Chocolate chips that were relatively low in both metals include 365 Whole Foods Market Semi-Sweet Chocolate Baking Chips, Kirkland Signature Semi-Sweet Chocolate Chips, and Nestlé Toll House Semi-Sweet Morsels.

Among cocoa powder products, none were high in cadmium. However, one serving of Hershey's Cocoa Naturally Unsweetened 100% Cacao contained lead at 125% above the threshold, and Droste Cacao Powder was 324% above CR's lead limits.

In contrast, testing revealed that Navitas Organics Organic Cacao Powder had the lowest levels of lead and cadmium.

After testing six hot chocolate mixes, CR found that Great Value (Walmart) Milk Chocolate Flavor Hot Cocoa Mix was 345% above the limit for lead.

Starbucks Hot Cocoa Classic, Trader Joe's Organic Hot Cocoa Mix, and Nestlé Rich Milk Chocolate Flavor Hot Cocoa Mix also had lead levels above the threshold.

However, Ghirardelli Premium Hot Cocoa Mix and Swiss Miss Milk Chocolate Flavor Hot Cocoa did not have heavy metal levels above CR's limit.

Among brownie and cake mixes tested, none were high in cadmium. However, one serving of Ghirardelli Premium Brownie Mix Double Chocolate had lead levels 108% above the limit, and Bob's Red Mill Gluten Free Chocolate Cake Mix contained lead at 218% above the cutoff.

Testing also found that Simple Mills Almond Flour Baking Mix - Chocolate Muffin & Cake contained lead at 127% above the limit.

What’s being done about heavy metals in chocolate?

"Every product we tested had detectable amounts of lead and cadmium," says James E. Rogers, Ph.D., the director and acting head of product safety testing at CR. "Sixteen of the 48 products had amounts above CR's levels of concern for at least one of the heavy metals — in some cases more than twice our limit — but we did find safer options in each category of chocolate products."

In response to Consumer Reports, Christopher Gindlesperger, senior vice president of public affairs and communications for the National Confectioners Association, said, "Chocolate and cocoa are safe to eat and can be enjoyed as treats, as they have been for centuries. Food safety and product quality remain our highest priorities, and we remain dedicated to being transparent and socially responsible."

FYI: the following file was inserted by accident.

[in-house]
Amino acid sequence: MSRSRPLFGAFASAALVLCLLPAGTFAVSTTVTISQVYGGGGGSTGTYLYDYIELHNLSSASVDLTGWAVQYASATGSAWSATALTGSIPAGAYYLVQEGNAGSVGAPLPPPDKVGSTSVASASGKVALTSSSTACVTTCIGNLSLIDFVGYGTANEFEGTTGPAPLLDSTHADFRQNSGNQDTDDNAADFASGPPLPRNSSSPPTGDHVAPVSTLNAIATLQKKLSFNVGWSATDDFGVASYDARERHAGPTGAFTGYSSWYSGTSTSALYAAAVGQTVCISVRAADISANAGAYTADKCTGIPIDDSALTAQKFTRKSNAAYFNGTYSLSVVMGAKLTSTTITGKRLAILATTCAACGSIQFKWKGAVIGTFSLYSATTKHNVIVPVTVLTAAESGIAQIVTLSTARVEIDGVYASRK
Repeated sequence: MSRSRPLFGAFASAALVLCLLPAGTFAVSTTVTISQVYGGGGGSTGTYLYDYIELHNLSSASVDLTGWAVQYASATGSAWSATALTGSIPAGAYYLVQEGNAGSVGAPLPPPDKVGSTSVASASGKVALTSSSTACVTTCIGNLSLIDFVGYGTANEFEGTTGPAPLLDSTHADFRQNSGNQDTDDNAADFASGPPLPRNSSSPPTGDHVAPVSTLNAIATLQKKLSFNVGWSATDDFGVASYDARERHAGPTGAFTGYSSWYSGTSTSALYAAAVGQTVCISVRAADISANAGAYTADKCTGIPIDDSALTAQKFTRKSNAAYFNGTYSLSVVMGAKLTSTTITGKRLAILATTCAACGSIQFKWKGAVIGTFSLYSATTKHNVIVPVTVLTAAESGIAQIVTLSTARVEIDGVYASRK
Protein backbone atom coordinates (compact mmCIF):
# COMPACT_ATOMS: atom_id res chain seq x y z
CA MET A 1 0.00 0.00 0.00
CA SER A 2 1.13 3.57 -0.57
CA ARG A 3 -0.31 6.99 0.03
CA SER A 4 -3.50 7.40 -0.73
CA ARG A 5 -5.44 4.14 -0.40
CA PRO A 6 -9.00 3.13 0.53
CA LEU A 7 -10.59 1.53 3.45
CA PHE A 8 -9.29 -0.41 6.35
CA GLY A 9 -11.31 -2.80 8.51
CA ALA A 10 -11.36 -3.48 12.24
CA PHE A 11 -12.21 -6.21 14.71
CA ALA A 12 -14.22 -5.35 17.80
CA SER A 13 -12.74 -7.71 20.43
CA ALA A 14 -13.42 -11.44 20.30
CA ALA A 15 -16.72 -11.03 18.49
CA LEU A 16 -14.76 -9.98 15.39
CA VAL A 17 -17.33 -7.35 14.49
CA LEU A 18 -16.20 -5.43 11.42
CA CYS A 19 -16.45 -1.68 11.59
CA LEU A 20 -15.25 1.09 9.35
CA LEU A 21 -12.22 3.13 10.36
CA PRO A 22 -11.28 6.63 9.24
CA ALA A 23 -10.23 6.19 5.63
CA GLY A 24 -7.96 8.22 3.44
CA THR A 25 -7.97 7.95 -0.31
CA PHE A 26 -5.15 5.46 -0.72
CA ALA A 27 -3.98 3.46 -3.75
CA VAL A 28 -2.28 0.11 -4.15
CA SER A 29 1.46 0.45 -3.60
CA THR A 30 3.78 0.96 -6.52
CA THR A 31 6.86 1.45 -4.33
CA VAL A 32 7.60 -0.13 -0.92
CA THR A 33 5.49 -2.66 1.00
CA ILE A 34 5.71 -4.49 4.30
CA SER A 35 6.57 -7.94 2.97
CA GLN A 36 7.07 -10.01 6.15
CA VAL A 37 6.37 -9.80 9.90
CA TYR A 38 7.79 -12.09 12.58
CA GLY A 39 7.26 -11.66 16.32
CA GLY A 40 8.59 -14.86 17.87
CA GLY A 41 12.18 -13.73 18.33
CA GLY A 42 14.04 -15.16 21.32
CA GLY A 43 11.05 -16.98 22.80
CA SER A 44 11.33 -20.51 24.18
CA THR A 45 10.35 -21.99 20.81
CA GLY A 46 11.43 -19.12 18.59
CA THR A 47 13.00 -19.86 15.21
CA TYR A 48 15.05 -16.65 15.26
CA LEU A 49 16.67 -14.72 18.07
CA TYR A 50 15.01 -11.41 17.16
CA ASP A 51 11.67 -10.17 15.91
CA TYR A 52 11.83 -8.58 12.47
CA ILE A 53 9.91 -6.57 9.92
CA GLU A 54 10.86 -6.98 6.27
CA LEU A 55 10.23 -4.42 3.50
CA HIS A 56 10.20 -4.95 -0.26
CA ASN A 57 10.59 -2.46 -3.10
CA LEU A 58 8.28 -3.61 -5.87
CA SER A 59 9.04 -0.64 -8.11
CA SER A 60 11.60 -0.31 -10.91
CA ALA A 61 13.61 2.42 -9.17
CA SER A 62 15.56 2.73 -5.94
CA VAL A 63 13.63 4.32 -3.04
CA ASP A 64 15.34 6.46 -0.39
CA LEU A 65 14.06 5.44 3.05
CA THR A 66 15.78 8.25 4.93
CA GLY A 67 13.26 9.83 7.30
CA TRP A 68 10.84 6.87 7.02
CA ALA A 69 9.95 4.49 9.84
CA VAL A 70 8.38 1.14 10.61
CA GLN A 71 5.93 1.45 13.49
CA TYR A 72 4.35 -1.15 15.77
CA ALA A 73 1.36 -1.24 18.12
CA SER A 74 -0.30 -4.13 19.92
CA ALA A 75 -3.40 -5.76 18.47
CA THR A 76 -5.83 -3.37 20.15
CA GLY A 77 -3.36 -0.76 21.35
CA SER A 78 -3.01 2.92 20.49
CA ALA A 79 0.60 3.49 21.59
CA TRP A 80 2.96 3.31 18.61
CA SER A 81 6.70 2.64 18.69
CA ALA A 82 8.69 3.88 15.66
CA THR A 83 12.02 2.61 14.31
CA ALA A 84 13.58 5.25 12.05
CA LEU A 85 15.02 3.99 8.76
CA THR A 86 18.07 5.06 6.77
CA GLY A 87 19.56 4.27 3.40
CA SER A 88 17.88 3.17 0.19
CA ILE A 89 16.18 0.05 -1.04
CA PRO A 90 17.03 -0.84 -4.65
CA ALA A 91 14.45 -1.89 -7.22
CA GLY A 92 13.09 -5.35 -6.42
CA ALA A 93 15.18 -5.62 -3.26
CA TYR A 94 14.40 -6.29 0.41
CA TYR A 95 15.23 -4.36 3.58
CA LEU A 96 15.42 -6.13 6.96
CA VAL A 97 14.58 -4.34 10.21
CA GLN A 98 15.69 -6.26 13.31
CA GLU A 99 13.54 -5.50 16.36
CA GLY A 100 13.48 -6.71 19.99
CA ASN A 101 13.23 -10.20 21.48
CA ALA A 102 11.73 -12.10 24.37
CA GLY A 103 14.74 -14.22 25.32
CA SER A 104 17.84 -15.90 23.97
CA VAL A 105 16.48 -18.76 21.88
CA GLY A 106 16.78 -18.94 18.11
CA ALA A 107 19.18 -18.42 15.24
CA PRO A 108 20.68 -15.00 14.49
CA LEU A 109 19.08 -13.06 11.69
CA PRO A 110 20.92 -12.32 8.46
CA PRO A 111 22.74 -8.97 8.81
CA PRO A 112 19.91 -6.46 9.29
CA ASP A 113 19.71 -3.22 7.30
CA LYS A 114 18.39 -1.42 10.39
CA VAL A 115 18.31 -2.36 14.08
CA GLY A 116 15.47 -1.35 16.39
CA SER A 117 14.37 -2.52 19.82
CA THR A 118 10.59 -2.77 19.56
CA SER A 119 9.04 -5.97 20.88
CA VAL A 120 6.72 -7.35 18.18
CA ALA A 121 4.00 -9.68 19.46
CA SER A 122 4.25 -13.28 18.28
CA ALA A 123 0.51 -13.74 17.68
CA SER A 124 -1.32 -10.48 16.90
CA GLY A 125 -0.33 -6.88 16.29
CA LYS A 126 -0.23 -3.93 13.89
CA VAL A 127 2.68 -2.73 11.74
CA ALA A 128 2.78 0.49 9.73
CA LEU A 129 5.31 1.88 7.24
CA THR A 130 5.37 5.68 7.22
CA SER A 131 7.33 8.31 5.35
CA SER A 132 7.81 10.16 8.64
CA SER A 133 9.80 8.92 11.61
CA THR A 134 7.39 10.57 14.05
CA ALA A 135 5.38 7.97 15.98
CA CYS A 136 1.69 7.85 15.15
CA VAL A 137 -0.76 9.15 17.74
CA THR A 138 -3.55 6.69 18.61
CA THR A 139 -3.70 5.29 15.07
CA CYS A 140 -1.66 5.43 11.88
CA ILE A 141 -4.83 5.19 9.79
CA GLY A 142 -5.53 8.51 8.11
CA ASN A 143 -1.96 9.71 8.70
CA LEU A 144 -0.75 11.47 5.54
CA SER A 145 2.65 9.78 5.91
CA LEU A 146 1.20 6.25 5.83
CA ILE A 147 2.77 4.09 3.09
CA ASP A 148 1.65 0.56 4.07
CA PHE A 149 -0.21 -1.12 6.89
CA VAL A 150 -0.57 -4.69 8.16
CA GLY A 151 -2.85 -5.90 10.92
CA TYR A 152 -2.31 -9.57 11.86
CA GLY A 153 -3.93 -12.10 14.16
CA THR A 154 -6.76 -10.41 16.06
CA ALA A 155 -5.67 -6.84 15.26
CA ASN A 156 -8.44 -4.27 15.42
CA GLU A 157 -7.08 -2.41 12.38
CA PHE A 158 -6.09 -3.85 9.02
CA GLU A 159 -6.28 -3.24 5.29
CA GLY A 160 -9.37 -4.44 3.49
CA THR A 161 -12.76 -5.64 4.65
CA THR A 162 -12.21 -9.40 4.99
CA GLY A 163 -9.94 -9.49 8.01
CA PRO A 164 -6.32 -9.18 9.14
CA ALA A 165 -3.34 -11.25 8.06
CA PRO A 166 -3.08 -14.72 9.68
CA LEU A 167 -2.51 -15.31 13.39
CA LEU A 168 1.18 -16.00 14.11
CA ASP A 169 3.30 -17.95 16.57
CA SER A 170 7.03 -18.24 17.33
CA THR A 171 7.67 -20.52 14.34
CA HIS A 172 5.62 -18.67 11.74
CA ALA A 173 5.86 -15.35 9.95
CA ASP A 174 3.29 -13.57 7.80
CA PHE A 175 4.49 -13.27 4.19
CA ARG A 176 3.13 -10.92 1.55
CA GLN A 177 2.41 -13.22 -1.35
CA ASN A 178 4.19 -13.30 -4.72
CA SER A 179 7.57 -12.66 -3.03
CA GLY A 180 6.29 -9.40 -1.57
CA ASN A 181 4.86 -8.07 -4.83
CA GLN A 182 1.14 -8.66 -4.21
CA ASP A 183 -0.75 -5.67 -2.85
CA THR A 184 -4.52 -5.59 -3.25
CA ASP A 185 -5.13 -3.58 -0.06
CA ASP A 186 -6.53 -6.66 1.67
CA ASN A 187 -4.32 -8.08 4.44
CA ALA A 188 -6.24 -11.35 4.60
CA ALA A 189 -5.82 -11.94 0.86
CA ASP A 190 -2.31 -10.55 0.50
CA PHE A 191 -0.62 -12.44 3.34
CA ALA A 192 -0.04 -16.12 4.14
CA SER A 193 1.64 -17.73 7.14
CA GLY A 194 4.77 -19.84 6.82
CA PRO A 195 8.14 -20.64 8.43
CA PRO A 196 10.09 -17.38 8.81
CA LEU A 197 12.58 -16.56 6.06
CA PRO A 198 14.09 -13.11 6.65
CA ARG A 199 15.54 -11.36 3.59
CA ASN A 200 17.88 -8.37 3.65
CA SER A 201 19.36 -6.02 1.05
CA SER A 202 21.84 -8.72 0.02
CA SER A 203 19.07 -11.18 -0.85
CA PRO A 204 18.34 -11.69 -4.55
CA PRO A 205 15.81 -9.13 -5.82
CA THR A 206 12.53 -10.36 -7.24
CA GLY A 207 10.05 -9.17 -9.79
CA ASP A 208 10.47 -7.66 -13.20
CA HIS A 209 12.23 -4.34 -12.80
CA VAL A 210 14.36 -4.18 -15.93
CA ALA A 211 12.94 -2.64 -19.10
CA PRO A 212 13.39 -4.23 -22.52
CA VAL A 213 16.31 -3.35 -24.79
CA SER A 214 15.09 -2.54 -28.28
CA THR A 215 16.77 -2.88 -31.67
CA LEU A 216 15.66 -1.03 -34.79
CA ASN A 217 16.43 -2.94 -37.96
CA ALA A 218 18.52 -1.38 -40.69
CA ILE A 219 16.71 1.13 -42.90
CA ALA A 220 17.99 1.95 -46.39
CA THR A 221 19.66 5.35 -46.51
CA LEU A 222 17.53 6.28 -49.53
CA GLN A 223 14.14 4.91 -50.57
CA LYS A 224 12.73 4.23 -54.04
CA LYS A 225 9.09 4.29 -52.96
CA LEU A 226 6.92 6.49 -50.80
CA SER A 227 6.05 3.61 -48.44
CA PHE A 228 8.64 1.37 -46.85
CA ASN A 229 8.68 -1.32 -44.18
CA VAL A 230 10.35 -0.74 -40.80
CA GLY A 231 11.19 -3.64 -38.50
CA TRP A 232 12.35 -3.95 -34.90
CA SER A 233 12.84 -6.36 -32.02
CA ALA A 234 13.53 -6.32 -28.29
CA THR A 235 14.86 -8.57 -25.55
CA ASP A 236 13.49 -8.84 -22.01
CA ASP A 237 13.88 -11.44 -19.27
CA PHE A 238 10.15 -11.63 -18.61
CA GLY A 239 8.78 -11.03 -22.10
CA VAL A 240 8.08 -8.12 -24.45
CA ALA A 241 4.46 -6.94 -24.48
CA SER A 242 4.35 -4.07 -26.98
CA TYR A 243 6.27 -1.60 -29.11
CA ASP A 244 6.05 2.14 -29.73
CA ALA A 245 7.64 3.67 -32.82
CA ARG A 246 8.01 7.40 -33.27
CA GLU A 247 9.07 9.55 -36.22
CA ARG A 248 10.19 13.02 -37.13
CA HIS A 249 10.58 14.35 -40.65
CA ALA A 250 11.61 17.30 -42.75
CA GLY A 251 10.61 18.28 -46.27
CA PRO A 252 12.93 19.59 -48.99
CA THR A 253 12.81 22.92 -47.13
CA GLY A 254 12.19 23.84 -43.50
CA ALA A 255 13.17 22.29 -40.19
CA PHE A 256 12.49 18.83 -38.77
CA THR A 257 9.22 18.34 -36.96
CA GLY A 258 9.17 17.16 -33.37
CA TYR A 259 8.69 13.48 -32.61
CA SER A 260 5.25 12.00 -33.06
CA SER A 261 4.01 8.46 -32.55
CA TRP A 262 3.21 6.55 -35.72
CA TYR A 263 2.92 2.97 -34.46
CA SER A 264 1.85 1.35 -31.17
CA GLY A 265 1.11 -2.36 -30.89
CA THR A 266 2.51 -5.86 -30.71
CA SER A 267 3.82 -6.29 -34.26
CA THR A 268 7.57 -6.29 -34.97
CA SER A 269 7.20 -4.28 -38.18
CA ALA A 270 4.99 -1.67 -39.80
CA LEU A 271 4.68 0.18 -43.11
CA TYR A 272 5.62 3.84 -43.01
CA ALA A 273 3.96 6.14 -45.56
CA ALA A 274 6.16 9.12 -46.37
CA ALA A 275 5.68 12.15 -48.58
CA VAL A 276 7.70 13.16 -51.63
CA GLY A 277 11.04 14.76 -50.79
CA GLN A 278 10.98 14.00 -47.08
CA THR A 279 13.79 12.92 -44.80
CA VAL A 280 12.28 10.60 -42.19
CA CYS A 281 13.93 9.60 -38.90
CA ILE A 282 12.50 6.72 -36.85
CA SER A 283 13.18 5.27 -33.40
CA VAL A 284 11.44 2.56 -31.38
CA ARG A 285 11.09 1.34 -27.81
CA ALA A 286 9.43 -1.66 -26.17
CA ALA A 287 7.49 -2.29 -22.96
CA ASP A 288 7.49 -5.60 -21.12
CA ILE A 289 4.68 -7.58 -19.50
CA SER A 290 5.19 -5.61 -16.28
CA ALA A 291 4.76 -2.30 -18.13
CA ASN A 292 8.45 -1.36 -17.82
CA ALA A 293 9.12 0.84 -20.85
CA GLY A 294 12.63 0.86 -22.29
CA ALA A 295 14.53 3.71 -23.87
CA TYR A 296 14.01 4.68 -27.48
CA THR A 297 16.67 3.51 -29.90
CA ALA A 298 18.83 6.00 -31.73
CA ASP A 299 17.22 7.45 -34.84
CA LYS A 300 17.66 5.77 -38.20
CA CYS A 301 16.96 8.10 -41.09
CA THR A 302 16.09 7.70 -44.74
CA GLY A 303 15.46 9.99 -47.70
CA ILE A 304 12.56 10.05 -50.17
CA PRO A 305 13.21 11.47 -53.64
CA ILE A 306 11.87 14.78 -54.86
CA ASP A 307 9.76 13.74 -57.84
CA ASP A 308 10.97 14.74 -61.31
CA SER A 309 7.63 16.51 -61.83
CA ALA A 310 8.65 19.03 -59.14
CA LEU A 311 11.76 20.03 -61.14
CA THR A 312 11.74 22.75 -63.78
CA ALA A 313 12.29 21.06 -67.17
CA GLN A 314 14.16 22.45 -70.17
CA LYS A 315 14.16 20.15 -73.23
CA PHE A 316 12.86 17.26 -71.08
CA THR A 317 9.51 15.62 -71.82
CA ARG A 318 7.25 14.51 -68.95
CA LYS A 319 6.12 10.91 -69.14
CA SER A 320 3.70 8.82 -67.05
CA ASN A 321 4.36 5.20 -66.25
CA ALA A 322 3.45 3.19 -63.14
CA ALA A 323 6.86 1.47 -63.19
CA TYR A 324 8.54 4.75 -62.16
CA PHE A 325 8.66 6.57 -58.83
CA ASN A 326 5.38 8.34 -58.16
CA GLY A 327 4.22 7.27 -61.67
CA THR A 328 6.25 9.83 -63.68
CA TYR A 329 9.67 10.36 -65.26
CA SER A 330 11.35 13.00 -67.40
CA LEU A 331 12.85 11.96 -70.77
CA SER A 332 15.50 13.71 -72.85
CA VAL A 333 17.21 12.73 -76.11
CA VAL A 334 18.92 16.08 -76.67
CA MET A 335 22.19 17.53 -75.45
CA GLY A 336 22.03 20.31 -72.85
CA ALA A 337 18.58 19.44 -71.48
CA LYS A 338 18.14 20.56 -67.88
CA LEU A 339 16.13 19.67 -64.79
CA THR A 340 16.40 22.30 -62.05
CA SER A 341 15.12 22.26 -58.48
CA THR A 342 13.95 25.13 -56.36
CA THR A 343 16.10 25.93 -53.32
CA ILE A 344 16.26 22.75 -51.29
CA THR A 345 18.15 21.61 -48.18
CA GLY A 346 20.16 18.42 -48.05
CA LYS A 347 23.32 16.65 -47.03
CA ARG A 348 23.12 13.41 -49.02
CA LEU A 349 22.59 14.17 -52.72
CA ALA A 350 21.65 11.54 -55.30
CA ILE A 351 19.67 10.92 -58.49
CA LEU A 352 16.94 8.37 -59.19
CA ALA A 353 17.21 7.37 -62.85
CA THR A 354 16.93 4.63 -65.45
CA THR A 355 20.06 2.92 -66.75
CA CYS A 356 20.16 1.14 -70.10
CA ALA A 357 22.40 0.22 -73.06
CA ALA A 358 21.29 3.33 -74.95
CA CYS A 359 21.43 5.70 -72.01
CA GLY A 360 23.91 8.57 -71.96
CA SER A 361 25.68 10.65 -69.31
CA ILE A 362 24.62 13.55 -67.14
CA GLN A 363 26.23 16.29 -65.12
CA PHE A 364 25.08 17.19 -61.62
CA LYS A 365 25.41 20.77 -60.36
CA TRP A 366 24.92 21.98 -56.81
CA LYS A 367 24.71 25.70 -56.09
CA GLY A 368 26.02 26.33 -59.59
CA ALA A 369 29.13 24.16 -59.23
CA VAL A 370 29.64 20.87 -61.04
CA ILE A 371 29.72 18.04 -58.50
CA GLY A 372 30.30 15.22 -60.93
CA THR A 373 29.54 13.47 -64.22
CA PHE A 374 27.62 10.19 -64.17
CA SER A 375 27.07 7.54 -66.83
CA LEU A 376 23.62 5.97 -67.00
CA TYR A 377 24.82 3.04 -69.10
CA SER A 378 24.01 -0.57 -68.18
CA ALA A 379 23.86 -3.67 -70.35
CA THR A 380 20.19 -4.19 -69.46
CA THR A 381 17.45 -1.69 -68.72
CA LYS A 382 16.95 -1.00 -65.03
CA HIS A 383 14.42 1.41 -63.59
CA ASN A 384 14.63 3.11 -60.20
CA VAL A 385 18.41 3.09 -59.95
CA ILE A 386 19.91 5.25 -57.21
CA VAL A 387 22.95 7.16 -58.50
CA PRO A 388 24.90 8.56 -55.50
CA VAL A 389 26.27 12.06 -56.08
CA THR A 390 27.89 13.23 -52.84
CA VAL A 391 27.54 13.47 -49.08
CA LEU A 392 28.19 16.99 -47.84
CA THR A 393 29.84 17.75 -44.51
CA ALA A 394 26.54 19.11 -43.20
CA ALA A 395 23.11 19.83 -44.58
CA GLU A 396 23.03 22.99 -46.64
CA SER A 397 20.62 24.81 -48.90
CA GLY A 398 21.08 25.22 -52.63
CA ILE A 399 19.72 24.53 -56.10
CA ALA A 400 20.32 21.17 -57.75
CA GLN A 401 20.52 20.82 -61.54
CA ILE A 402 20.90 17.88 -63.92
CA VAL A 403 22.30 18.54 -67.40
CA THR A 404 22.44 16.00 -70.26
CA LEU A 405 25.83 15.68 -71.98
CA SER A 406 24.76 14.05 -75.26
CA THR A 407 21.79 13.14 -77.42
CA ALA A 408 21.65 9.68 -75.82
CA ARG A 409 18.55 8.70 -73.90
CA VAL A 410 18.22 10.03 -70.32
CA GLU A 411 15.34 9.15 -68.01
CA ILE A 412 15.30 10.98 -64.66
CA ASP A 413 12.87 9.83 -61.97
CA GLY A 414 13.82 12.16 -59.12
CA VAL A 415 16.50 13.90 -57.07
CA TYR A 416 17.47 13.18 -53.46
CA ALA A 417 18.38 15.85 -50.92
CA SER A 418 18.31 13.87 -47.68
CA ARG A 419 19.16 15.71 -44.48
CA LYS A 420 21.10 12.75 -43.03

The FDA told CR that while the media has brought attention to the presence of lead and cadmium in chocolate, experts worldwide have found that chocolate is a minor source of exposure to these contaminants.

Consumer Reports says they are pushing for chocolate companies to make changes to ensure their products contain fewer heavy metals.

Brian Ronholm, the director of food policy at Consumer Reports, said, "Earlier this year, a Hershey executive stated that the company continues to look for ways to remove more of the metals through additional cleaning and alternate sourcing. We would like them to honor that commitment."

In 2018, consumer advocacy group As You Sow and chocolate manufacturers agreed to resolve a dispute over whether specific levels of lead and cadmium in chocolate require warnings under California's stringent Proposition 65 law.

The settlement required a joint investigation of the primary sources of heavy metals in chocolate. According to As We Sow, the experts conducting the study will also recommend practical measures to reduce lead and cadmium in chocolate products.